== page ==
char·​nel | \ ˈchär-nᵊl How to pronounce charnel (audio) \

Definition of charnel

: a building or chamber in which bodies or bones are deposited

called also charnel house

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Other Words from charnel

charnel adjective

Examples of charnel in a Sentence

Recent Examples on the Web Many of those felled in the drug war are expected to meet the same ending as generations of impoverished Filipinos before: stuffed in rice sacks and stored in charnel houses or dumped in piles, mixed with rubble and gravel on the cemetery floor. Los Angeles Times, 3 Mar. 2021 If Dickens’s body of work is a virtual charnel house, Jane Austen is famous for never killing off a single major character. Josephine Livingstone, The New Republic, 16 Sep. 2020 Nixon and Kissinger expanded the war in Southeast Asia, leaving Laos a cratered wreck, Cambodia a charnel house, Americans at each other’s throats and Vietnam with an armistice that yielded neither peace nor honor. John A. Farrell, New York Times, 28 Apr. 2020 Connecting the Alps and the Adriatic, this hiking trail showcases the heritage of the Isonzo Front, including fortifications, military cemeteries and charnel houses, alongside the region’s stunning natural scenery. Washington Post, 27 Nov. 2019 Though cremation has since solved the burial space issue, Hallstatt townspeople can choose to send their remains to the charnel house. Danielle Page, National Geographic, 4 Nov. 2019 Blood and wreckage was distributed over the entire ship, the after cabin and the vicinity of the ship adjacent to the exploded boiler resembling a charnel house. San Diego Union-Tribune, 21 July 2019 On March 14, 1891, the city of New Orleans became a charnel house as a mob of as many as 20,000 wantonly slaughtered 11 Italian-Americans. Rosario A. Iaconis, WSJ, 8 Apr. 2019 There’s a reason Buddhist monks meditate on charnel grounds, and why Cicero said the contemplation of death was the beginning of philosophy. Parul Sehgal, New York Times, 26 June 2018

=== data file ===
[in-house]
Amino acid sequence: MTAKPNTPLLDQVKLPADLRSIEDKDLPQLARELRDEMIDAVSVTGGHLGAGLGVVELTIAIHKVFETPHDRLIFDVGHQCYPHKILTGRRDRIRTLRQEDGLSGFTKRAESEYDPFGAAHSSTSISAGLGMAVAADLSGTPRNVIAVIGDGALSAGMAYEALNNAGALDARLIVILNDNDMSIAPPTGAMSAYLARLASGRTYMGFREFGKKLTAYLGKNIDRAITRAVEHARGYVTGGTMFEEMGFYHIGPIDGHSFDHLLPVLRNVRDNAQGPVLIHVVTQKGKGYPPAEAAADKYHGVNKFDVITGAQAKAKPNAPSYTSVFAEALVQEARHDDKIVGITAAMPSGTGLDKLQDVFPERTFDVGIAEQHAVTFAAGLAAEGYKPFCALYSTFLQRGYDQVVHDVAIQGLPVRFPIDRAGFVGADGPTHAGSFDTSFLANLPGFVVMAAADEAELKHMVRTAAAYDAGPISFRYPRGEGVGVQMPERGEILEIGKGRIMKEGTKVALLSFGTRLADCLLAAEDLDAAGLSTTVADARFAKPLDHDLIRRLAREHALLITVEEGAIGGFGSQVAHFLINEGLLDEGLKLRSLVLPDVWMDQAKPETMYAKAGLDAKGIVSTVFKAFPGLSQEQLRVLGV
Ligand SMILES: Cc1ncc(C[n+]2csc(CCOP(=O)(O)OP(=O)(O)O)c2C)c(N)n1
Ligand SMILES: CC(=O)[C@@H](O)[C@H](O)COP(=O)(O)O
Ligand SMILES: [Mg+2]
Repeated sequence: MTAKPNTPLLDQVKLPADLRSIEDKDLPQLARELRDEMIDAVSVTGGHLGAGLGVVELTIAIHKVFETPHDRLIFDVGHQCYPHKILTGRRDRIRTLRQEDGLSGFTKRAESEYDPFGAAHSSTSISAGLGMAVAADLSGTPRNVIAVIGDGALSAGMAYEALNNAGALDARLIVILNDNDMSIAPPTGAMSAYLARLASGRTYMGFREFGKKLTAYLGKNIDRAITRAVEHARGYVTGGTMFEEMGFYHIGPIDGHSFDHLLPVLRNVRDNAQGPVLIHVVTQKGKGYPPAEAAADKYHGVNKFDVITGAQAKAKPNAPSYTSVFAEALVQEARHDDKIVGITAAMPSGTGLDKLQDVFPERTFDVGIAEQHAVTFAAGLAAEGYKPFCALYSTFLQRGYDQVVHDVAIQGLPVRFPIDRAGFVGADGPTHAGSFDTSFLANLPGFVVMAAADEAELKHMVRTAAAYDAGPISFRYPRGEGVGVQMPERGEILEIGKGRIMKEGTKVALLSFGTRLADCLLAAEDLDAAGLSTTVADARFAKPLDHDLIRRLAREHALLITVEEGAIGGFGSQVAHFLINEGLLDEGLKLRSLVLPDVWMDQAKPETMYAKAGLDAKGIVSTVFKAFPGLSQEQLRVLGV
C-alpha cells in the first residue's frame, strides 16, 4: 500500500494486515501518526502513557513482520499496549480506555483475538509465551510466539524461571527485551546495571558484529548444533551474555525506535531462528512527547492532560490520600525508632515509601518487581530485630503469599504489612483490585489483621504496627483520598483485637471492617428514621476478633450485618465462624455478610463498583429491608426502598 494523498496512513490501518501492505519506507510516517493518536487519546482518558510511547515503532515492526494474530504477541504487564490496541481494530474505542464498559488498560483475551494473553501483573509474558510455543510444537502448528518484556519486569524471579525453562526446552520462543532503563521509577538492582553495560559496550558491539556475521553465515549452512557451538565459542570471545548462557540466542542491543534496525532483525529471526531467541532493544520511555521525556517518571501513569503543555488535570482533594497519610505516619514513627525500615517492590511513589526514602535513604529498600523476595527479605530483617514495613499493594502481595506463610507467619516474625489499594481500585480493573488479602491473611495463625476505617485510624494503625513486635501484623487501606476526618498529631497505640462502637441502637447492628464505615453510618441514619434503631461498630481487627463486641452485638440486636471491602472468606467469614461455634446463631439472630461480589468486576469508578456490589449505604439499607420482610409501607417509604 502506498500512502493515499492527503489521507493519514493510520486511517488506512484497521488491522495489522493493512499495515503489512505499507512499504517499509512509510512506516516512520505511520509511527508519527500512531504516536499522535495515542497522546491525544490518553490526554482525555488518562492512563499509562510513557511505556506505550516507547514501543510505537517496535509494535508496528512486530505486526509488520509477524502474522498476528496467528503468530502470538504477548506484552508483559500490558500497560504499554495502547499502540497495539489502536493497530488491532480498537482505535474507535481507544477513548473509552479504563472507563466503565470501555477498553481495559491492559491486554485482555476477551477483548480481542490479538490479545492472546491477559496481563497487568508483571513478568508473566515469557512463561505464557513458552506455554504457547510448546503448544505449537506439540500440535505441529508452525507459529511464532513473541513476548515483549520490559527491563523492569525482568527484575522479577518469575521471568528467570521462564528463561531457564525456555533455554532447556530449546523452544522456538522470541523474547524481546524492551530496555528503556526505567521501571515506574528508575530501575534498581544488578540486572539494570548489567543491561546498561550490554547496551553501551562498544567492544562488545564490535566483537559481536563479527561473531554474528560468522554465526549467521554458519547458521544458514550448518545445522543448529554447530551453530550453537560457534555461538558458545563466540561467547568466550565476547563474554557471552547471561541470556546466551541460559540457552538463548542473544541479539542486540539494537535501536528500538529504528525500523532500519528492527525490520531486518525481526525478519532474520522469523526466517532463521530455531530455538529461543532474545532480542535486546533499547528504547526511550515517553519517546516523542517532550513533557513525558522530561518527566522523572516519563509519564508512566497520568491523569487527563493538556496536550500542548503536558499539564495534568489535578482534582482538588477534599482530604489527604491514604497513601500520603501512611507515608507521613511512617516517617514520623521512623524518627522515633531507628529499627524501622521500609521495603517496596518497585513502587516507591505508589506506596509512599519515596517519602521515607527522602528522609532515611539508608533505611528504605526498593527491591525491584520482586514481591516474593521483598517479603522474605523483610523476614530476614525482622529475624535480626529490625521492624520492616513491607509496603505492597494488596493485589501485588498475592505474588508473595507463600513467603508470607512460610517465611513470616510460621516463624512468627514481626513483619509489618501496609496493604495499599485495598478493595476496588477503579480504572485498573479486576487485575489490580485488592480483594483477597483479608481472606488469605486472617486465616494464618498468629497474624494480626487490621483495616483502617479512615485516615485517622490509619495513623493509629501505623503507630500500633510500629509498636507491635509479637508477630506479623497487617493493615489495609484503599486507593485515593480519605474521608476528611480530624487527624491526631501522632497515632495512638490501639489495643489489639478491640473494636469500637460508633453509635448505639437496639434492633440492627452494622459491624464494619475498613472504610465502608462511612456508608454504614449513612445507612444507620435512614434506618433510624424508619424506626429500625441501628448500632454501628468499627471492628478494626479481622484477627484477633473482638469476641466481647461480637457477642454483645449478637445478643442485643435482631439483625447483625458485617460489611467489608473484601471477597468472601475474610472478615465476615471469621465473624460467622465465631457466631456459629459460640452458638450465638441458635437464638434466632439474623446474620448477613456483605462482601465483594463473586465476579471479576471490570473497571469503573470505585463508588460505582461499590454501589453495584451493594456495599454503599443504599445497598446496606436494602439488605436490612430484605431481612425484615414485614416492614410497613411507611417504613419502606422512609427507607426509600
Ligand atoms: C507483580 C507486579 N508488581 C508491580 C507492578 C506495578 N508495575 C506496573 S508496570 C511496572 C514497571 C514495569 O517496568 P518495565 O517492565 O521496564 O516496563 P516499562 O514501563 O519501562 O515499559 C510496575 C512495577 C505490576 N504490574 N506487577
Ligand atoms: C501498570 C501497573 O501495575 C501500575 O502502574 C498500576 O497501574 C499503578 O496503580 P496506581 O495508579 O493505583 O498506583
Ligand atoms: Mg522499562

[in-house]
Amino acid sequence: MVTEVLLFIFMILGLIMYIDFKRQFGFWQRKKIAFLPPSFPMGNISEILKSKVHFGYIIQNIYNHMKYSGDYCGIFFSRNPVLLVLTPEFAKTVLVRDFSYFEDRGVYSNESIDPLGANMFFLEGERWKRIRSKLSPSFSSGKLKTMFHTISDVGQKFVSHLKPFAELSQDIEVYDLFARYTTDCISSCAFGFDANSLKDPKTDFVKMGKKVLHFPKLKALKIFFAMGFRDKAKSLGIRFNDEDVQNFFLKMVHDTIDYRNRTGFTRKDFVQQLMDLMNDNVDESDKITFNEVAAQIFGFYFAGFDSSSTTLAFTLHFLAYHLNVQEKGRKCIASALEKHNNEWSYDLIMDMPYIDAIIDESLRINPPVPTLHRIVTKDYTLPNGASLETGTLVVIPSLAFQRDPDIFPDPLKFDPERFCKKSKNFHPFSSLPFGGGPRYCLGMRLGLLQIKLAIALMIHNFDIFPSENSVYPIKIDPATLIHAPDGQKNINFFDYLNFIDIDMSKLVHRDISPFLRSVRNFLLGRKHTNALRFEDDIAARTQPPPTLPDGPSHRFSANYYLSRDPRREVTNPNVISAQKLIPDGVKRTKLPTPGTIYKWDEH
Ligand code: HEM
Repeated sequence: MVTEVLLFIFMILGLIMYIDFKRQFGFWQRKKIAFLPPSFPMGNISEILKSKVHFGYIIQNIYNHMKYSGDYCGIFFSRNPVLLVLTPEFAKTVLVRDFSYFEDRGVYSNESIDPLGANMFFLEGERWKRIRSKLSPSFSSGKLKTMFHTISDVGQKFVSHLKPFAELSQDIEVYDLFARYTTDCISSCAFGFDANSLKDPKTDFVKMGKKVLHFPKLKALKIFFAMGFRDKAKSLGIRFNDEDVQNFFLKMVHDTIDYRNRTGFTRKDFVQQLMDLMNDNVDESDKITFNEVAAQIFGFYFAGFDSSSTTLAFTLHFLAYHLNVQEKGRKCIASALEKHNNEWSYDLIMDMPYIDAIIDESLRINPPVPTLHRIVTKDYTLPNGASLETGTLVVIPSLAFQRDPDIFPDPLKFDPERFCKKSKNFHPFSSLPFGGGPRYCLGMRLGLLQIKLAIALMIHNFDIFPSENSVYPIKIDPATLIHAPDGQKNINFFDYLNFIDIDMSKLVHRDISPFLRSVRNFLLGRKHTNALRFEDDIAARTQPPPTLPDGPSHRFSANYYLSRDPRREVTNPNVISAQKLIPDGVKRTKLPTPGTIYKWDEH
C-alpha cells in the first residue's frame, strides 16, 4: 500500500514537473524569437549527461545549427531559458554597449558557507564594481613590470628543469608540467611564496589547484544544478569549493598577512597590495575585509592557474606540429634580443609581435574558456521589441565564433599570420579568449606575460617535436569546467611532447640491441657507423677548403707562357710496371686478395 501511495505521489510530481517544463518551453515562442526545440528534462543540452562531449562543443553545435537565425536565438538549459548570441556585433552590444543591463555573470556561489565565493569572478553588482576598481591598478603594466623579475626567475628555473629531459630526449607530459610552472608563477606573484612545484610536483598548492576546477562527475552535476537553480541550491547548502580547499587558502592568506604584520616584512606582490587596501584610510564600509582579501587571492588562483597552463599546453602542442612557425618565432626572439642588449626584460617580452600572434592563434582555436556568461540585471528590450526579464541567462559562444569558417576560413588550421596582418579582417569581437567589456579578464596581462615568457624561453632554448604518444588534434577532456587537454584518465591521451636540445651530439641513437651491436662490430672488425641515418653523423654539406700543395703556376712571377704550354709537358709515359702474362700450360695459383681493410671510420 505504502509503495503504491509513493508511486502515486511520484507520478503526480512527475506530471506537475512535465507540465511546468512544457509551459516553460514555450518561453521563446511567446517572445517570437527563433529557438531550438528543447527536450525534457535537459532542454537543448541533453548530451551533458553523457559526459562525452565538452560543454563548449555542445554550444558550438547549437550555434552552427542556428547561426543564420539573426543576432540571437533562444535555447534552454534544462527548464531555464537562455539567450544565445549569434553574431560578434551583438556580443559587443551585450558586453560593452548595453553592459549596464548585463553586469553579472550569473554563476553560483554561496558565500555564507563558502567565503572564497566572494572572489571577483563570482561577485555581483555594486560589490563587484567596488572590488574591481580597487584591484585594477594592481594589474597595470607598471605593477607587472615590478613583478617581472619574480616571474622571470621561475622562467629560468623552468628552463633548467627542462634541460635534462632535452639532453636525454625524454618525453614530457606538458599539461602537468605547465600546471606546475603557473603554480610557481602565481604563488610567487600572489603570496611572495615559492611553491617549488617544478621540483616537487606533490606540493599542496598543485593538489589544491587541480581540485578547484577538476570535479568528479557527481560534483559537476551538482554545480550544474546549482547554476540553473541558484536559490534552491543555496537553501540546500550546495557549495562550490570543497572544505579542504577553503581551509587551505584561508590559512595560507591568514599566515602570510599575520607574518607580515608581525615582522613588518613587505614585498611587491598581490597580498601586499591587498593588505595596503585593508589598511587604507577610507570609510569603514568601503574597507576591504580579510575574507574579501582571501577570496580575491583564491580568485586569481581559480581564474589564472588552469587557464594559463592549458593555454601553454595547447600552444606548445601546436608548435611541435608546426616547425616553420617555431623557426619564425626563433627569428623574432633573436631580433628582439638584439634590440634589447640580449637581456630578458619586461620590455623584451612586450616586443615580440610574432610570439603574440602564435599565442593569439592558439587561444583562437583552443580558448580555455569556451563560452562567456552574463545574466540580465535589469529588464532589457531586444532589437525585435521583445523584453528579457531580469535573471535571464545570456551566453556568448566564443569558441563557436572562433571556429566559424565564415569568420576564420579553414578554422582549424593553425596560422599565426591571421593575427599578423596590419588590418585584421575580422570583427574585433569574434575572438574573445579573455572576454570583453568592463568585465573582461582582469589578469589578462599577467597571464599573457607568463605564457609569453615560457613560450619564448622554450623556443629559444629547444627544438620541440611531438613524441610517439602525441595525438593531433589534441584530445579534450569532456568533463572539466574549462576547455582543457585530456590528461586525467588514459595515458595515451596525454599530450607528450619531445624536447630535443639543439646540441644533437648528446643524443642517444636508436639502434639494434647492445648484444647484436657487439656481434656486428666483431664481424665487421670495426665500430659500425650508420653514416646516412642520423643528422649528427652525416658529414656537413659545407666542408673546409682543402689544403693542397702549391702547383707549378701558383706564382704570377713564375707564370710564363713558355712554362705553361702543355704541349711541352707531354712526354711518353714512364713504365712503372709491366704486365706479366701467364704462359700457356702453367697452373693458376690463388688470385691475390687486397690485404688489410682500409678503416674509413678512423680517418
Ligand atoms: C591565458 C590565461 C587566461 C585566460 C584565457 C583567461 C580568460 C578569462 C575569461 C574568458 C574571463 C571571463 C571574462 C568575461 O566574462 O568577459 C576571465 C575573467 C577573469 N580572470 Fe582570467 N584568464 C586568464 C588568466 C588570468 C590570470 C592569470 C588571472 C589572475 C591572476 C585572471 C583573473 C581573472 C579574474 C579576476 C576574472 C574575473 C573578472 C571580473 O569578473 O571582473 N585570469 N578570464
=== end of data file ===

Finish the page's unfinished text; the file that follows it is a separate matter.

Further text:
These example sentences are selected automatically from various online news sources to reflect current usage of the word 'charnel.' Views expressed in the examples do not represent the opinion of Merriam-Webster or its editors. Send us feedback.

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First Known Use of charnel

14th century, in the meaning defined above

History and Etymology for charnel

Middle English, from Anglo-French carnel, charnel, probably alteration of charner, from Medieval Latin carnarium, from Latin carn-, caro flesh — more at carnal

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Time Traveler for charnel

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The first known use of charnel was in the 14th century

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Cite this Entry

“Charnel.” Dictionary, Merriam-Webster, Accessed 23 Jun. 2021.

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